if both are offered at the same time, in the same area, with the same requirements, the only question would be personal preference, I guess.

ever see "American Beauty"?

bottom line, the reason i changed it to "as opportunity presents itself", is that obviously on an absolute scale, there are things that are more important than the defeat of creationism specifically (though, one could argue that there is little of less importance at this time than the defeat of irrationality).  However, one can't deal in absolute scales, as the opportunity to deal with putatively "more important" issues directly is not always at hand.

example:

If i was arguing with a creationist on the street, and saw an opportunity out of the corner of my eye to save a kid from being run over by a car, I certainly would drop the argument in favor of saving the kid.

Good argument. But in American Beauty, he deliberately chose what was the better job for his needs. He did not keep the old job simply because it gave him a paycheck. Similarly, we have to make choices based on what is best, not simply what has a positive benefit. Arguing with creationists may have a positive benefit--opposing the tide of ignorance--but it may not be the right choice given the other possibilities. I'm asking what makes arguing with creationists the best choice. And with the example of the kid in jeopardy, you showed us that arguing with them isn't always the best choice. That's an extreme example. But why is it the best choice under normal circumstances?

   
Ichthyic



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(Permalink) Posted: May 28 2007,21:03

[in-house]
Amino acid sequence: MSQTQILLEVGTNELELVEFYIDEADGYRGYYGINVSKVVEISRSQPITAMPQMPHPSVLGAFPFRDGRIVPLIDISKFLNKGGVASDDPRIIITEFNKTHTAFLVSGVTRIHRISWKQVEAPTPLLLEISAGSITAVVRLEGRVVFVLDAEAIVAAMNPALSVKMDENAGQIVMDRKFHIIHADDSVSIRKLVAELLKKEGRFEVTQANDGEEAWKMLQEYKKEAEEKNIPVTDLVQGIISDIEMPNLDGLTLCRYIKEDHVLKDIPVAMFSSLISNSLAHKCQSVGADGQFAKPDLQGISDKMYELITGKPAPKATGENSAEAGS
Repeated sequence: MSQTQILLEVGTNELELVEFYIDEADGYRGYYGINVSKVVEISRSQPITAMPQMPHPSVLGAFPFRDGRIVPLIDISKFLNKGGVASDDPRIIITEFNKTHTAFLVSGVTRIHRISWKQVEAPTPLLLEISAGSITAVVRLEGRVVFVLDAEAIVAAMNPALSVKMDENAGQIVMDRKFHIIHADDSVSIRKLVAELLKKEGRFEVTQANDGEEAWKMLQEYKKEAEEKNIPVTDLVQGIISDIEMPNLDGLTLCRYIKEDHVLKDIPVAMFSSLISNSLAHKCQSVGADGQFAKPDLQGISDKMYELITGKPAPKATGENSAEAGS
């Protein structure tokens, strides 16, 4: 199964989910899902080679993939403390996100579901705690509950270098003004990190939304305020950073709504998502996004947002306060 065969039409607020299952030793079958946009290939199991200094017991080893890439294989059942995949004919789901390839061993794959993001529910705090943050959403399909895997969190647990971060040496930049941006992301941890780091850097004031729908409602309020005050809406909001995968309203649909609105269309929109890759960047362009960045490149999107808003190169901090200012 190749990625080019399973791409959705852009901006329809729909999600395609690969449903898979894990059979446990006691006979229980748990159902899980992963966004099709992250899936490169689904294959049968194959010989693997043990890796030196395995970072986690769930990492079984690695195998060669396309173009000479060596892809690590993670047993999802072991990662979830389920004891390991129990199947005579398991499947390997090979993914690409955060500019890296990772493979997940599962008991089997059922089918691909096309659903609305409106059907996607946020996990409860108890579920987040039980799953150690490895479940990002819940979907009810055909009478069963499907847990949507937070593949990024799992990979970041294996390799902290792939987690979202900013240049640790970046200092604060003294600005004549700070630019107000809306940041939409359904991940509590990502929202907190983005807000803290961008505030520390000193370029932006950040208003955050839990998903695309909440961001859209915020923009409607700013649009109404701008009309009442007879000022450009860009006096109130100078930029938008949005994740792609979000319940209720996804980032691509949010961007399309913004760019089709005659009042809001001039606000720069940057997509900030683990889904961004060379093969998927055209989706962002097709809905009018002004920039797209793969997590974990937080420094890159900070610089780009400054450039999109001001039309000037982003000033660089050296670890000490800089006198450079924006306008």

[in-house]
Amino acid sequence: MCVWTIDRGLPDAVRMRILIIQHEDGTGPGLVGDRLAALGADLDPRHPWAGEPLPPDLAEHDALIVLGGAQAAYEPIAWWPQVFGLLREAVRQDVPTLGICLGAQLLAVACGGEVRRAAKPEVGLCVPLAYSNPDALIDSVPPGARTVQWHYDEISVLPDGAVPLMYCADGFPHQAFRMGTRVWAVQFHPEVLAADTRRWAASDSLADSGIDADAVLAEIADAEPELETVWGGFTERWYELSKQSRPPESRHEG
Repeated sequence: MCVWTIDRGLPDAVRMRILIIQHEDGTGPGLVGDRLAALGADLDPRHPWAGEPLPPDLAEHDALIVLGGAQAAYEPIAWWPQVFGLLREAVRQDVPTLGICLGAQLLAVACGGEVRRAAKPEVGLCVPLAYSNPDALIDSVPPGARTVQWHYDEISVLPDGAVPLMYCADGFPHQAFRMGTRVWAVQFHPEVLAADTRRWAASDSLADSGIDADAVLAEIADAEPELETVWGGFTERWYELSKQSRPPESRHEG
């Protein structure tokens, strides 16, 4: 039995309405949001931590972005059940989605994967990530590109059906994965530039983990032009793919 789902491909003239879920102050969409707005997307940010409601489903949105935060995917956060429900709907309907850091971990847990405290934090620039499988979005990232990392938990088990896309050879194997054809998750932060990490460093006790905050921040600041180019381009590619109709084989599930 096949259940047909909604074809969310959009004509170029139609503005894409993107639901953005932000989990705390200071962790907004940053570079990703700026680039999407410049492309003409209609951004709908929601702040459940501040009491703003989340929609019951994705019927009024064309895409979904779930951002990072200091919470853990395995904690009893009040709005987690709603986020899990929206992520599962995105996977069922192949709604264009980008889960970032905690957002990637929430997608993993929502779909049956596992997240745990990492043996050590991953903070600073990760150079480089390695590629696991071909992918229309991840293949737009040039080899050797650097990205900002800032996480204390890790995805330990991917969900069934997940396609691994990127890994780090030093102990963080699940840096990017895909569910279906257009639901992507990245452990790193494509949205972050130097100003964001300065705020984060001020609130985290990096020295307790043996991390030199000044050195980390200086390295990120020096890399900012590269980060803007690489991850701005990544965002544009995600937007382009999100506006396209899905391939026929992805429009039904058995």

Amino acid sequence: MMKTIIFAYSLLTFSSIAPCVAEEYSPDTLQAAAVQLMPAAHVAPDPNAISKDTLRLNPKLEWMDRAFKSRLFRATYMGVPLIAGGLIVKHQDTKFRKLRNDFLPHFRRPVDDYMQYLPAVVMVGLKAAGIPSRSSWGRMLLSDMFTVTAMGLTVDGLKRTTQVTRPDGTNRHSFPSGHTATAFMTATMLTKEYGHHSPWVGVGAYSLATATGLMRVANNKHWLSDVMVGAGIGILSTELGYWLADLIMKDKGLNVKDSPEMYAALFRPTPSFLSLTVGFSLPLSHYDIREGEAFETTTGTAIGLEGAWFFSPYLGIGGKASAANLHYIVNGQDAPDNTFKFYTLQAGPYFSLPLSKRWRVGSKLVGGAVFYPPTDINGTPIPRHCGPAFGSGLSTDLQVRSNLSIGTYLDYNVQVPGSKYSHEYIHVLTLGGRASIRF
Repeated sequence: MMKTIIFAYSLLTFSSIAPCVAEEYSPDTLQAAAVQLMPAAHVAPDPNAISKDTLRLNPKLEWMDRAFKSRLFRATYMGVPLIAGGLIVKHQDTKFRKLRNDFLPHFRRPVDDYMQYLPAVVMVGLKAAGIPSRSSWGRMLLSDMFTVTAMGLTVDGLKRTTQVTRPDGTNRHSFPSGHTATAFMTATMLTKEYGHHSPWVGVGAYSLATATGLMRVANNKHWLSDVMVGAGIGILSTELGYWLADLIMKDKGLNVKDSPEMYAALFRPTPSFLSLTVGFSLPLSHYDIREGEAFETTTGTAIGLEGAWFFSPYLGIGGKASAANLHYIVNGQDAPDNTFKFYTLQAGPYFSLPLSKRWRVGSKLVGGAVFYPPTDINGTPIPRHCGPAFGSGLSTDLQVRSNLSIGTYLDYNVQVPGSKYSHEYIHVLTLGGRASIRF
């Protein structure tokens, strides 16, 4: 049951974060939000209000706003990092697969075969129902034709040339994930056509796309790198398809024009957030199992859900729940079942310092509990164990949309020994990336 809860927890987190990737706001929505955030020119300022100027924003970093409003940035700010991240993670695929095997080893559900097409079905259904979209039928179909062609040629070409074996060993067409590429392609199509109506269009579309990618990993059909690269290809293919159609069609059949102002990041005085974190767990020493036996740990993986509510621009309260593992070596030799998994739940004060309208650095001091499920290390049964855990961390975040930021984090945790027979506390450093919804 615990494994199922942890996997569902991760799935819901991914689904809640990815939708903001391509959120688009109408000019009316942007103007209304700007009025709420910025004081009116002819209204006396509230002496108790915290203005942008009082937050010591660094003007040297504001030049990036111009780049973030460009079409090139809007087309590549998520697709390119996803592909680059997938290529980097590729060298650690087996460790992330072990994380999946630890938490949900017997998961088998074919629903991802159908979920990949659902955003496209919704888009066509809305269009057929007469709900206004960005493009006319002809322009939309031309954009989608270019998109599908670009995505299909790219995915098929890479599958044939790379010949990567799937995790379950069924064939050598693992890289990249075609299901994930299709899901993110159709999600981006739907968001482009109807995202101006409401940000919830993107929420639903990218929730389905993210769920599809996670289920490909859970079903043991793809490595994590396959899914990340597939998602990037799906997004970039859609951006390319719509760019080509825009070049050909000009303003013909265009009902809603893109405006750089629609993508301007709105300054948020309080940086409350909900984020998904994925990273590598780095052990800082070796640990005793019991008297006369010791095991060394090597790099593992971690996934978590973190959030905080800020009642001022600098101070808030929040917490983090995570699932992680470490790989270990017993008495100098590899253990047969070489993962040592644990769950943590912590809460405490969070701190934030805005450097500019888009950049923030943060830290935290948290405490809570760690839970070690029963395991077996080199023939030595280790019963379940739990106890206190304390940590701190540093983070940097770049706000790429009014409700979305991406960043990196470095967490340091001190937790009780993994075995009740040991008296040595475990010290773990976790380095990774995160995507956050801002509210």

Quote
But why is it the best choice under normal circumstances?


pardon me, but it would seem that 4 years of PT and ATBC and Pharyngula have already MADE the positive argument as to the dangers of creationism and why it needs to be combatted at every opportunity.

that, and my bag of ebola and flamethrower.

I think the ball's in your court to show why we SHOULDN'T be taking proverbial baseball bats to the creationist argument.

here, I'll start with an easy one, since he's been all over the news and blogs this week:

Ken Ham

Rip or ignore?

important to rip or not?

if he was a close personal friend, or even a family member, would you attack or desist?

--------------
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ScaryFacts



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(Permalink) Posted: May 28 2007,21:04   

Quote (stevestory @ May 28 2007,21:31)
"You shouldn't be working for McDonalds for $6/hr when you could work for Microsoft for $25/hr."

It's not fallacious at all. The economists call it Opportunity Cost. You have to be careful when applying it, but it is very important sometimes.

By the way Scary, I think you understand this notion without being aware of it. That's why you picked similar things to choose from. One deadly disease vs another, and one protest vs another. Choosing between roughly equal options is a special case where the Opportunity Cost is at a minumum.


I didn't make my point well:

I have taught business courses on opportunity cost and understand the concept fully.  The fallacy of opportunity cost is we rarely weigh the actual cost and benefit.  Rather, we look only to one criteria rather than the entire realm of factors.

Why does someone with the ability to earn $25 per hour choose to take a job for $6?  Because he sees a bigger payoff for his time in peace of mind.  The “real” goal might be peace of mind rather than income.